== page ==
Sprayer Compatibility: We tested Cuprinol Ducksback using a powerful Wagner sprayer and found it performed better after we watered it down slightly.
Effectiveness on Other Surface Types: The manufacturer states that Ducksback shouldn’t be applied to smooth timber as it won’t adhere correctly. We tested Cuprinol’s product on a strip of smooth wood and also on a pre-stained shed with smooth panelling. While Ducksback initially adhered well, we were able to wash/rub it off with a wet cloth after a week. On the shed, we then sanded down a section with very coarse sandpaper to create a rough surface and tested Ducksback again; this time, it adhered as expected and didn’t wash off.
Overall, Cuprinol’s Ducksback met our expectations.
It adhered well to the new fence, looked good after two coats and was easy to apply. The colour was a close match to the tab on the tub and it repelled water better than any other water-based fence products we tested including Ronseal’s paint, and the effectiveness in this area was even better than fences stained with Creocote or other oil-based finish.
What’s Good and Not So Good
Here are the pros and cons for Cuprinol Ducksback fence paint/stain:
- Deep colours to choose from.
- The colour closely matched the image on the tub.
- It wasn’t too watery and didn’t drip.
- Sprayer compatible.
- Looked great after only two coats.
- Very water repellent, once dried.
- Quick drying (touch dry in 1 hr, recoat in 2-4 hrs).
- Because it repels moisture, it may repel second and third coats, so these must be applied before the wax has cured.
- It shouldn’t be applied to smooth timber.
- The deep colour masks the grain and knots in the timber and the finish may not be everyone’s cup of tea.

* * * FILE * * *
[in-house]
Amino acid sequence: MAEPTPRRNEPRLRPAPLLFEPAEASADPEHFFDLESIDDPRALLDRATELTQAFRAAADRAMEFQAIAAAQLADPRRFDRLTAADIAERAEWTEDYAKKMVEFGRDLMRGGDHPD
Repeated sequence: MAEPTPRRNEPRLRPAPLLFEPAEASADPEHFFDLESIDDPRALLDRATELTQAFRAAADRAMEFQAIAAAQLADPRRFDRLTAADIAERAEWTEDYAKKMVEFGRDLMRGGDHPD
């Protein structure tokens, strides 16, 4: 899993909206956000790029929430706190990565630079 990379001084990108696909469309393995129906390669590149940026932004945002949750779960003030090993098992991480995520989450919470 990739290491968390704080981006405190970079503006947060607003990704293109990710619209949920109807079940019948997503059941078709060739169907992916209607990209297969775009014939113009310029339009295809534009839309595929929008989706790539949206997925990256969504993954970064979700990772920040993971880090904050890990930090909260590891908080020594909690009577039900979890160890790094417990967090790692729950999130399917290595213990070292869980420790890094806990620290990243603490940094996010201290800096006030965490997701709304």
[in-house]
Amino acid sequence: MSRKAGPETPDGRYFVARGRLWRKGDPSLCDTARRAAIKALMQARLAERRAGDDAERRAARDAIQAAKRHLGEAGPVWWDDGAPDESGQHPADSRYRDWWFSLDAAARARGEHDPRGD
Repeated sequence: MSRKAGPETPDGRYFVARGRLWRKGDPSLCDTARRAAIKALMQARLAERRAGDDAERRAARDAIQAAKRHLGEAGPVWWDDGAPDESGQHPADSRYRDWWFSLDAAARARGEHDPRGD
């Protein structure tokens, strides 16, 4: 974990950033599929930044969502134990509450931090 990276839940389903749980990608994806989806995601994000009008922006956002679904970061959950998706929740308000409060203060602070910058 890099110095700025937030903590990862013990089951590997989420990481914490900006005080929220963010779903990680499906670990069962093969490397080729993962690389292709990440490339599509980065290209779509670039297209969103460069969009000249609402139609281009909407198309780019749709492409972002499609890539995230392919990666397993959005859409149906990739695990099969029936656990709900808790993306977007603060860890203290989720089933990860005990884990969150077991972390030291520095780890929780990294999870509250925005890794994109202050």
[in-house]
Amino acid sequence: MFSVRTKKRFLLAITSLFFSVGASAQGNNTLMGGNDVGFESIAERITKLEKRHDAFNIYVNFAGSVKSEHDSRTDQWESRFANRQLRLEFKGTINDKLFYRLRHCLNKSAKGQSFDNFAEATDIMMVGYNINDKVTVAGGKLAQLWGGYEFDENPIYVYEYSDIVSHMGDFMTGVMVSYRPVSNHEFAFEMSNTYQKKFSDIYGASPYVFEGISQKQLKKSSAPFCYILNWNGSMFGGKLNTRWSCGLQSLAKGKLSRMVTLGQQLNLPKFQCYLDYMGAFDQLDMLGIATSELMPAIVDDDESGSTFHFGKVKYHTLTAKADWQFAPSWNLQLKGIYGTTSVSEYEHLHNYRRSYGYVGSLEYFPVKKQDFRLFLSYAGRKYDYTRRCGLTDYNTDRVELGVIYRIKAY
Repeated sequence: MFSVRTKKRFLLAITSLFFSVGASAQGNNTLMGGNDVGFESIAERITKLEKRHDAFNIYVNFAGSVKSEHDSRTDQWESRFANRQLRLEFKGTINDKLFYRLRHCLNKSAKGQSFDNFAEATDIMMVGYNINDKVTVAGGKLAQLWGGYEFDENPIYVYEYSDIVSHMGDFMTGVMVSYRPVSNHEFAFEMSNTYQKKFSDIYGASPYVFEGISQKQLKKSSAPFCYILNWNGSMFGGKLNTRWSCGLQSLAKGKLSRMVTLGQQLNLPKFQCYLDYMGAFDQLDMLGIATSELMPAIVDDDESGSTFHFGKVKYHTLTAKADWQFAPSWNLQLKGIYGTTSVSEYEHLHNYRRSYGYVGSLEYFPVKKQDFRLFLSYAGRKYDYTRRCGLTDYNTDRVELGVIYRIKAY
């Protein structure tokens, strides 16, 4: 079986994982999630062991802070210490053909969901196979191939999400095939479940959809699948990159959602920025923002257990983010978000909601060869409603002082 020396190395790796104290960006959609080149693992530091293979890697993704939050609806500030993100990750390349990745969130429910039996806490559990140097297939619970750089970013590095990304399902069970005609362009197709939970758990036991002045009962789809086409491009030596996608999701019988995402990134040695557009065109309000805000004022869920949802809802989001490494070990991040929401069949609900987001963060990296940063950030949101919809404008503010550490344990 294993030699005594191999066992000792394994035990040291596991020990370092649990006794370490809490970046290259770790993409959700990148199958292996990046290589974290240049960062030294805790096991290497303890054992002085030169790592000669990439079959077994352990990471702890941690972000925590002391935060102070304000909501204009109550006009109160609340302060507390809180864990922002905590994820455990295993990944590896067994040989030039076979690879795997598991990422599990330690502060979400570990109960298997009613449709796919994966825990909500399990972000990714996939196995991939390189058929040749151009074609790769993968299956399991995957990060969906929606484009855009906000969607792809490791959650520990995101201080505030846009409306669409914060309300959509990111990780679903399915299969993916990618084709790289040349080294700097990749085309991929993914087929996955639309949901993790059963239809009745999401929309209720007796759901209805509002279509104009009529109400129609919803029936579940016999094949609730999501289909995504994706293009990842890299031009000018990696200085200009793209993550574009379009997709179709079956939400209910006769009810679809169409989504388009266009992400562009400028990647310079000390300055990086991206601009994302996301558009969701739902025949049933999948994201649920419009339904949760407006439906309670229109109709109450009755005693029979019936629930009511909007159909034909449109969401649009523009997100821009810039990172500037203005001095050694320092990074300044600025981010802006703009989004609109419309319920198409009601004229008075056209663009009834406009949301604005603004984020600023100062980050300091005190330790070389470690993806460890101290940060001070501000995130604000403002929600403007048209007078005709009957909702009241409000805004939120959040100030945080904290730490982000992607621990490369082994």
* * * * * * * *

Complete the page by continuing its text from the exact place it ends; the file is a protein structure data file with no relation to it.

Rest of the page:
Analysis of Online Reviews
Almost every product we have ever tested has received some negative reviews from past customers, so we looked into what others are saying about Ducksback to see if anything stood out.
On the Wickes website, Cuprinol Ducksback has a rating of 4.9 out of 5 based on over 1000 reviews.
On Amazon, it has a similar rating from a similar number of reviewers.
On Trustpilot, we did find some negative reviews, with some consumers saying the product was more watery than they expected – the product we tested certainly wasn’t like this, it was thick and gloopy, just perfect for painting fences. Also, some reviewers stated that it washed off after a few months. While we can’t be 100% sure why this happened, it’s possible that the Ducksback was applied to smooth timber or the first coat was allowed to cure and it repelled subsequent coats. Based on this assumption, we advise consumers to recoat after a few hours and not to leave it for more than a day before applying second and third coats, as this is an issue the manufacturer warns about in their literature.
In our original test of four popular fence paints, we found Cuprinol Ducksback to be the best with Ronseal’s Fence Life a close second.
After doing some research, we’ve found a newish product – Ronseal Fence Life Plus, which like Ducksback, is expected to last 5 years.
Ronseal’s Fence Life Plus has over 4000 reviews on Amazon and very few are negative. We can’t find any about it washing off in the rain either.
We also noted that this new product is advertised as lasting 5 years while the original Ronseal paint we tested has literature stating the colour will last only 2+years.
While we haven’t tested the Fence Life Plus, we think all the indicators are pointing to this being an improvement over their original “Fence Life” product.
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This guide was reviewed and fact-checked by Paul Farley.
Explore: Paul’s profile and qualifications.
We selected Cuprinol Ducksback as it’s a popular fence stain, and when we tested four popular products in April 2023, it performed better than the other three, so we decided to write a more in-depth review for our readers.
Author: Daniel Woodley
Daniel has over 18 years of experience in the construction, home improvement, and landscape garden industries.
He previously worked as a project manager and has experience in managing teams of tradespeople and landscape gardeners on both small and medium sized projects.
Daniel is also a keen gardener and enjoys growing unusual plants and tending to his lawn.